From my perspective, we have a lot less free will than we think. We're mostly on autopilot, the id, sticking tightly to patterns etched in our chromosomes and in our culture by the harrowing process of surviving many ordeals where most others perished. Still, to me there's nothing special or mysterious about any of the things that others find holy. The feeling of love makes perfect sense as a survival adaptation for a creature responsible for raising its own offspring and living in family groups. "Thou shalt not kill" makes sense as a basis for societies that persisted (as opposed to those that did not). Even our own consciousness could be construed as an elaborate trick of the brain to allow us to model our own behavior in the context of an environment and social groups. There's mystery behind these things mostly because we feel so deeply about them. But that doesn't make them gifts unique to our condition; I have confidence that all of these things can be emulated on a sufficiently powerful computer, giving most of what we feel to cold heartless computer programs.
Later the conversation turned to television shows, at which point Lynne discontinued her abstinence from the conversation and jumped in with enthusiasm. All agreed that, despite what is often said, television has been improving over the past several years. Now not only HBO has good, intelligent shows - so do basic cable channels and even broadcast networks. Of particular note was Veronica Mars, which David and Lynne recommended highly but which neither Gretchen nor I had ever heard of.

Today was the day of New Paltz's first ever gay pride parade, but it had a schedule conflict with something else Gretchen wanted to do: attend a New York-Detroit women's basketball game at Madison Square Garden. In the end Gretchen decided to attend the New Paltz parade because she didn't think she'd be able to enjoy being a cryptofan for Detroit at the New York home stadium (her loyalty switched from New York to Detroit two years ago or so).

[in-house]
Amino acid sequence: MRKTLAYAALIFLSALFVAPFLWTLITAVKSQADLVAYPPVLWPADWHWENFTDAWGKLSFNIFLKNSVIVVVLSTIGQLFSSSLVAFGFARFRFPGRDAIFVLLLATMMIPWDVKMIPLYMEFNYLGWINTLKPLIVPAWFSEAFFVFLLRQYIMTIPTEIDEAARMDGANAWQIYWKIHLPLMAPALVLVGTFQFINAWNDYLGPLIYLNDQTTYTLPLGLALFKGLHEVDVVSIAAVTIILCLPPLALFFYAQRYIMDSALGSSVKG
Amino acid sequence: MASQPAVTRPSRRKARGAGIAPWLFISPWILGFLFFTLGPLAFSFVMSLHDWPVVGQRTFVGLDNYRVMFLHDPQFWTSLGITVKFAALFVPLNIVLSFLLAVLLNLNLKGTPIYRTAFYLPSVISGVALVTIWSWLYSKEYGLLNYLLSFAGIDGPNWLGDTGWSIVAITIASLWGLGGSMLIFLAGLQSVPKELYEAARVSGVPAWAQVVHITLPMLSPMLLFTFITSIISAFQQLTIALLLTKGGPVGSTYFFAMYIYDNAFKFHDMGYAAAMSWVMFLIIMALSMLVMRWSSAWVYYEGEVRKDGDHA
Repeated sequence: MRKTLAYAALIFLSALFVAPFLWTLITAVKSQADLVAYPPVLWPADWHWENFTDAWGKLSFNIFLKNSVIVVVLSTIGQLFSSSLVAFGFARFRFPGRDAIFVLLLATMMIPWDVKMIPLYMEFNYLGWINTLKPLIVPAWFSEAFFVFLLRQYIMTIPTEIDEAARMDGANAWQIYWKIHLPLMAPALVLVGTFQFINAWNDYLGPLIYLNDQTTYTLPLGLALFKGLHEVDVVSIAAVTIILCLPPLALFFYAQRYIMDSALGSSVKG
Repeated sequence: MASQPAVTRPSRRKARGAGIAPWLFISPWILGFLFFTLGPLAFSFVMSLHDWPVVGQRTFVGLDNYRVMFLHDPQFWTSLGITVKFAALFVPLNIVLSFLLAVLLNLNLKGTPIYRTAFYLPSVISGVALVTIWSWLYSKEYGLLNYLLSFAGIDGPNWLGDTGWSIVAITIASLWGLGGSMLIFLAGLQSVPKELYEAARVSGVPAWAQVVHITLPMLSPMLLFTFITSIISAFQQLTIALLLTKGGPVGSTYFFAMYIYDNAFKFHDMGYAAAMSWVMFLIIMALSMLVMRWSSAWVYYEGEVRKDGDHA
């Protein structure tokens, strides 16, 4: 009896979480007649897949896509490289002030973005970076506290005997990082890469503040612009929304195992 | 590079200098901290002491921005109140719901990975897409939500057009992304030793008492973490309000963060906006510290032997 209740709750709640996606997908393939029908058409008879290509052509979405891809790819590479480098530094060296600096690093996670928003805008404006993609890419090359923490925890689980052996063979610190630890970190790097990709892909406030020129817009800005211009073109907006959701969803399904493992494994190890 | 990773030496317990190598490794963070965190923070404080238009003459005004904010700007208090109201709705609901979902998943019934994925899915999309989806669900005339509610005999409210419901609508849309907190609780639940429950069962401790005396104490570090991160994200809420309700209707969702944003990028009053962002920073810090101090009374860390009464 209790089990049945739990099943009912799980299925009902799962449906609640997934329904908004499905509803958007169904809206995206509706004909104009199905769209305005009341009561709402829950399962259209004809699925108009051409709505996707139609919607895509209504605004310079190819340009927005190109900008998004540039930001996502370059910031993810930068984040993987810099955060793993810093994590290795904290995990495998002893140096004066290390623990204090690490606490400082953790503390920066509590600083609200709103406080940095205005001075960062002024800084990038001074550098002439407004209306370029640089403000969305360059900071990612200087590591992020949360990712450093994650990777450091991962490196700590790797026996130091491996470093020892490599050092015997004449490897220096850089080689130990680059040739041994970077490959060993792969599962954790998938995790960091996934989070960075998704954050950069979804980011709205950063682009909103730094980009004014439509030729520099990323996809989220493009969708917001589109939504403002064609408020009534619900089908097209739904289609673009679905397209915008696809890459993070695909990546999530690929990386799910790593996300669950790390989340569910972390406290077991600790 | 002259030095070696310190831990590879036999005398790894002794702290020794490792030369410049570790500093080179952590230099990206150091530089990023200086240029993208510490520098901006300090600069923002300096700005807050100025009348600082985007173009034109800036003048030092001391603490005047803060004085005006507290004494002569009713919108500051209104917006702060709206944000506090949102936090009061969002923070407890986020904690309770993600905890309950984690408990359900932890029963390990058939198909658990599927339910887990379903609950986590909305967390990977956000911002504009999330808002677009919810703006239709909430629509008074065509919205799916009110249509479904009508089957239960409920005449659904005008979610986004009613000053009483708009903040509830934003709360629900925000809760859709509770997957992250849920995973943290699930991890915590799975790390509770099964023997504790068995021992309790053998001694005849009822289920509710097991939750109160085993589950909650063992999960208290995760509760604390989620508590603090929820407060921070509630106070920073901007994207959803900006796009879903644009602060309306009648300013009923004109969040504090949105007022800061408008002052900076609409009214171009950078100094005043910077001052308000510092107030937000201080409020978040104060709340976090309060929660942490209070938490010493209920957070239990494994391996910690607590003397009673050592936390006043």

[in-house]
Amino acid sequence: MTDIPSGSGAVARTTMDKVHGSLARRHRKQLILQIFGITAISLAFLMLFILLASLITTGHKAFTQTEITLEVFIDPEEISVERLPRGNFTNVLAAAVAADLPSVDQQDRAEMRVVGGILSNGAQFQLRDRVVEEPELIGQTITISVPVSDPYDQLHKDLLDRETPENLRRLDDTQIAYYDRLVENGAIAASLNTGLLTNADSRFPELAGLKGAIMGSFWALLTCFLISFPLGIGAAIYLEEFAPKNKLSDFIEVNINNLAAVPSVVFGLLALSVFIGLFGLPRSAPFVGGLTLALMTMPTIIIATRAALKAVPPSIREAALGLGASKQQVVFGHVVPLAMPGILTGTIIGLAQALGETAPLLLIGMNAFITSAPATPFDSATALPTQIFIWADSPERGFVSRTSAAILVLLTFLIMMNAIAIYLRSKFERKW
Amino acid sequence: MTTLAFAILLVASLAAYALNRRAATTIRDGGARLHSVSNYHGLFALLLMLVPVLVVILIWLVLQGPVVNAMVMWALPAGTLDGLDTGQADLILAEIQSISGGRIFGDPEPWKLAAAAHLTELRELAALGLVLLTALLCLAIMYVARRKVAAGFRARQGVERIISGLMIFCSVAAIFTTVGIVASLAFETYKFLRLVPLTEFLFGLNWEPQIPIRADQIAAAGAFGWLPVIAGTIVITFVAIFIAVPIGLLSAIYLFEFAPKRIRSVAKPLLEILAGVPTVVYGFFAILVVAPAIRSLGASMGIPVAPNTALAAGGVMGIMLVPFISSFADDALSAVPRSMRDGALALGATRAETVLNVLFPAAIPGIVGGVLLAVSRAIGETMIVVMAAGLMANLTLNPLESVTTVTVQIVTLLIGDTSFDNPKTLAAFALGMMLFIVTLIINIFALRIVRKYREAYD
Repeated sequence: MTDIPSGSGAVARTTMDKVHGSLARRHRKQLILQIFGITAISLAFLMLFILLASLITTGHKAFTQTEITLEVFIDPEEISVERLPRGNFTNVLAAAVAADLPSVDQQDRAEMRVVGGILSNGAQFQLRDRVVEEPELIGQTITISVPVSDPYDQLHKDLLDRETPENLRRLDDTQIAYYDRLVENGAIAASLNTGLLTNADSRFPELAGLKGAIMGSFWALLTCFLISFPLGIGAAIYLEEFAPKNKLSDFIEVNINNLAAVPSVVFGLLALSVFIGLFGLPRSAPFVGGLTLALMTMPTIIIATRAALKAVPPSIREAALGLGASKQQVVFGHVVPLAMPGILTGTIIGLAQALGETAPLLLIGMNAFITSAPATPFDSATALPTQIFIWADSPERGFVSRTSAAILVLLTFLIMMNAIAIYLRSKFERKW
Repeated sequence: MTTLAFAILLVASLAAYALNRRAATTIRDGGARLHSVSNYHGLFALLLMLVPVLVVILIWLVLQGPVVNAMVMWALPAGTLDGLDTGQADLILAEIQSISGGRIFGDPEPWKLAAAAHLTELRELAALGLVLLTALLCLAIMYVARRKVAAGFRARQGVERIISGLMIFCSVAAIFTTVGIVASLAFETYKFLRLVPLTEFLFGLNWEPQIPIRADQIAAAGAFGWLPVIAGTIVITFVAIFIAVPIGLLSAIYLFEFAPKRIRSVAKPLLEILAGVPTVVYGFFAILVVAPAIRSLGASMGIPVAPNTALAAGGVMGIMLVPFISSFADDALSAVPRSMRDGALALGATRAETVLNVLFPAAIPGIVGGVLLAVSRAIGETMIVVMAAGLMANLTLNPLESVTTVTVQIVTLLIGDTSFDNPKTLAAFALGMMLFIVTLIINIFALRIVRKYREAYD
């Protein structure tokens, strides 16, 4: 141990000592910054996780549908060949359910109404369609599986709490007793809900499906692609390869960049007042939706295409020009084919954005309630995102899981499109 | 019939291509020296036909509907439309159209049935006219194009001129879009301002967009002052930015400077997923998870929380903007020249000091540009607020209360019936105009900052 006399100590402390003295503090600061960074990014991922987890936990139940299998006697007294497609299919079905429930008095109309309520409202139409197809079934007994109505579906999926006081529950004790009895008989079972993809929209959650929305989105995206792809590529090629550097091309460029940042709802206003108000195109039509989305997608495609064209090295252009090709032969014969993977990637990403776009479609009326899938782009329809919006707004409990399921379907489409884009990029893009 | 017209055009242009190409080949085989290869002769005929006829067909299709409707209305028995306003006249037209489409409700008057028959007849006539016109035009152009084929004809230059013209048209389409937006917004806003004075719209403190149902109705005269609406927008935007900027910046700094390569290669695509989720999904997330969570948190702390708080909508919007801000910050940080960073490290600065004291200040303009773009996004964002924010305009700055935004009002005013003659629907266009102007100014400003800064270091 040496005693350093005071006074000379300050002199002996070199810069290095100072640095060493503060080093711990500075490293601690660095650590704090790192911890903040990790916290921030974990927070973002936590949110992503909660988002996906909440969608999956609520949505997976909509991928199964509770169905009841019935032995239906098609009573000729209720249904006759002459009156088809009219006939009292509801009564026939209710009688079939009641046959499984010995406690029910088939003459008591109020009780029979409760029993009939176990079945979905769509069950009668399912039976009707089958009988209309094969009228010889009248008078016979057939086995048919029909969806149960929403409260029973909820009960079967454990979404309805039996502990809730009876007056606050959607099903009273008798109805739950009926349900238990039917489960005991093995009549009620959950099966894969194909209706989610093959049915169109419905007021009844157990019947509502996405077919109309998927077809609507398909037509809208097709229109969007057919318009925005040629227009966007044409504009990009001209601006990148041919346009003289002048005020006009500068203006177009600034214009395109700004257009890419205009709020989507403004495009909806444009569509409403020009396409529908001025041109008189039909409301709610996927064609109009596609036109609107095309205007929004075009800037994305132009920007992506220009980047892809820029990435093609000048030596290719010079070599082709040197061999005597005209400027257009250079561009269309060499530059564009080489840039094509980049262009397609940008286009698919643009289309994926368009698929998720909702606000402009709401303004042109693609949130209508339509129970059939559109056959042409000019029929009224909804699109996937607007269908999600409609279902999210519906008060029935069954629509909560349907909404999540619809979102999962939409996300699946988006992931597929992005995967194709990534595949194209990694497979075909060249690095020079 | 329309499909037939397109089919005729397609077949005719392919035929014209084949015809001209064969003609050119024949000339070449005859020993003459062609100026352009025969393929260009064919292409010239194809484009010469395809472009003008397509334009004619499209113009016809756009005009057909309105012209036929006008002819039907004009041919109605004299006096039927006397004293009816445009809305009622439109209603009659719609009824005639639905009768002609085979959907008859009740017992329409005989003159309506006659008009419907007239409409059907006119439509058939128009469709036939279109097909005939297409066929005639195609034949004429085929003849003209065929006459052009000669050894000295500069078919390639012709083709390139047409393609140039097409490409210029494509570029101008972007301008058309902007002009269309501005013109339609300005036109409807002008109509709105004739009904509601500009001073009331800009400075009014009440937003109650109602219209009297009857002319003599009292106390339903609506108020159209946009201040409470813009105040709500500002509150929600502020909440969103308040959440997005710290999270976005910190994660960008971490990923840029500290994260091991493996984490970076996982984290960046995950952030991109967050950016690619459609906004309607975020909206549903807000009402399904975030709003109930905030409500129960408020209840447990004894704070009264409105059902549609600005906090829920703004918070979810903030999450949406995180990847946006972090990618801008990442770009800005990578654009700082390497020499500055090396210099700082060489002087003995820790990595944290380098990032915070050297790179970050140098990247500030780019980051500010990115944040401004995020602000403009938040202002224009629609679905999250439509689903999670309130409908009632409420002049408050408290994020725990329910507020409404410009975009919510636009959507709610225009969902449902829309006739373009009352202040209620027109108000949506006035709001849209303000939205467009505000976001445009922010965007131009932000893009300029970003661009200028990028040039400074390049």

But we were slow in leaving the City and arrived in New Paltz late, somewhat after the parade. We ended up at the post-parade rally as Jason West, New Paltz's young mayor, was giving one hell of a speech. Occasionally his cadence reminded me of Martin Luther King, and the crowd loved him. (For those who don't remember, New Paltz was the first non-San Francisco city to marry gay couples, all because Jason was willing to do the solemnizing.) By now Gretchen was famished, but no one had thought to erect any sort of food vending stall. About the only thing available to eat was Wheat ThinsTM, boxes of which were being raffled off to benefit some gay-friendly cause.

This evening Gretchen and I did the usual Sunday night Red Hook Curry House buffet thing, followed by another rainy walk with the dogs at Poet's Walk. This time, though, we took a side trail and went through a gate to the north, ending up at a great stone mansion surrounded by scruffy cars of various ages. We didn't know we'd left the Poet's Walk grounds and were a little mystified by what this house represented. Its front door was wide open and Sally and Eleanor both went inside briefly. Later we saw some young guy go out to his car for something and he didn't seem to care one way or the other about us. Given all these things, we concluded that the mansion must be some sort of housing for Bard students.

Looking towards Manhattan from David and Lynne's roof. On the right is the Whilliamsburgh Bank building, the tallest in Brooklyn. On the left is the Empire State Building, the tallest in Manhattan.

Looking up Park Slope from David and Lynne's roof.

Gretchen with Sally and Eleanor on the trail leading away from Poet's Walk.

A statue near the mysterious stone mansion just north of Poet's Walk in Dutchess County, NY.